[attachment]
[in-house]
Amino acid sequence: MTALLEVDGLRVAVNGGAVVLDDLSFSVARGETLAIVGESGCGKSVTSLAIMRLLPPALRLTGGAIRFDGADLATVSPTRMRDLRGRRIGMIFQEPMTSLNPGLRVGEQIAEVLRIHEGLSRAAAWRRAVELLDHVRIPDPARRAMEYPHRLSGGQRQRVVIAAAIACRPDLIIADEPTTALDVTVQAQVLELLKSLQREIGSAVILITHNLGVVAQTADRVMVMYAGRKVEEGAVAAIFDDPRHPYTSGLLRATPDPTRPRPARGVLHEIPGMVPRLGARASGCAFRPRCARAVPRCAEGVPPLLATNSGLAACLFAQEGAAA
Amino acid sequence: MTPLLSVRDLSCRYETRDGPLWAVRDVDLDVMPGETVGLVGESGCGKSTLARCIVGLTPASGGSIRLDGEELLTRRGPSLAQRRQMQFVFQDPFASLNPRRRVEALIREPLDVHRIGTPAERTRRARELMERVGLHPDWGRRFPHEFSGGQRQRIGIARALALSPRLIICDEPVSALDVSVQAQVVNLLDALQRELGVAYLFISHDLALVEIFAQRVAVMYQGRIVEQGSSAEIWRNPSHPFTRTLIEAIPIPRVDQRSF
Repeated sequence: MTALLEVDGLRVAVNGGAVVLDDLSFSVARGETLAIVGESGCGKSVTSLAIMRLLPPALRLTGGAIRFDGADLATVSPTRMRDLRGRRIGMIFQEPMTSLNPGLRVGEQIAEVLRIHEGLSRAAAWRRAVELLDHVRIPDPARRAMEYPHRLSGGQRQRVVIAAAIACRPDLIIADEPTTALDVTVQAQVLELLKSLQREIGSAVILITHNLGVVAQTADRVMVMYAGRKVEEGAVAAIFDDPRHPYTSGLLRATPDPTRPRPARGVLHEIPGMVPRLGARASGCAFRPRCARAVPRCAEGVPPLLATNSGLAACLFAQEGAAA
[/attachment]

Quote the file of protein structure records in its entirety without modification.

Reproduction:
[in-house]
Amino acid sequence: MTALLEVDGLRVAVNGGAVVLDDLSFSVARGETLAIVGESGCGKSVTSLAIMRLLPPALRLTGGAIRFDGADLATVSPTRMRDLRGRRIGMIFQEPMTSLNPGLRVGEQIAEVLRIHEGLSRAAAWRRAVELLDHVRIPDPARRAMEYPHRLSGGQRQRVVIAAAIACRPDLIIADEPTTALDVTVQAQVLELLKSLQREIGSAVILITHNLGVVAQTADRVMVMYAGRKVEEGAVAAIFDDPRHPYTSGLLRATPDPTRPRPARGVLHEIPGMVPRLGARASGCAFRPRCARAVPRCAEGVPPLLATNSGLAACLFAQEGAAA
Amino acid sequence: MTPLLSVRDLSCRYETRDGPLWAVRDVDLDVMPGETVGLVGESGCGKSTLARCIVGLTPASGGSIRLDGEELLTRRGPSLAQRRQMQFVFQDPFASLNPRRRVEALIREPLDVHRIGTPAERTRRARELMERVGLHPDWGRRFPHEFSGGQRQRIGIARALALSPRLIICDEPVSALDVSVQAQVVNLLDALQRELGVAYLFISHDLALVEIFAQRVAVMYQGRIVEQGSSAEIWRNPSHPFTRTLIEAIPIPRVDQRSF
Repeated sequence: MTALLEVDGLRVAVNGGAVVLDDLSFSVARGETLAIVGESGCGKSVTSLAIMRLLPPALRLTGGAIRFDGADLATVSPTRMRDLRGRRIGMIFQEPMTSLNPGLRVGEQIAEVLRIHEGLSRAAAWRRAVELLDHVRIPDPARRAMEYPHRLSGGQRQRVVIAAAIACRPDLIIADEPTTALDVTVQAQVLELLKSLQREIGSAVILITHNLGVVAQTADRVMVMYAGRKVEEGAVAAIFDDPRHPYTSGLLRATPDPTRPRPARGVLHEIPGMVPRLGARASGCAFRPRCARAVPRCAEGVPPLLATNSGLAACLFAQEGAAA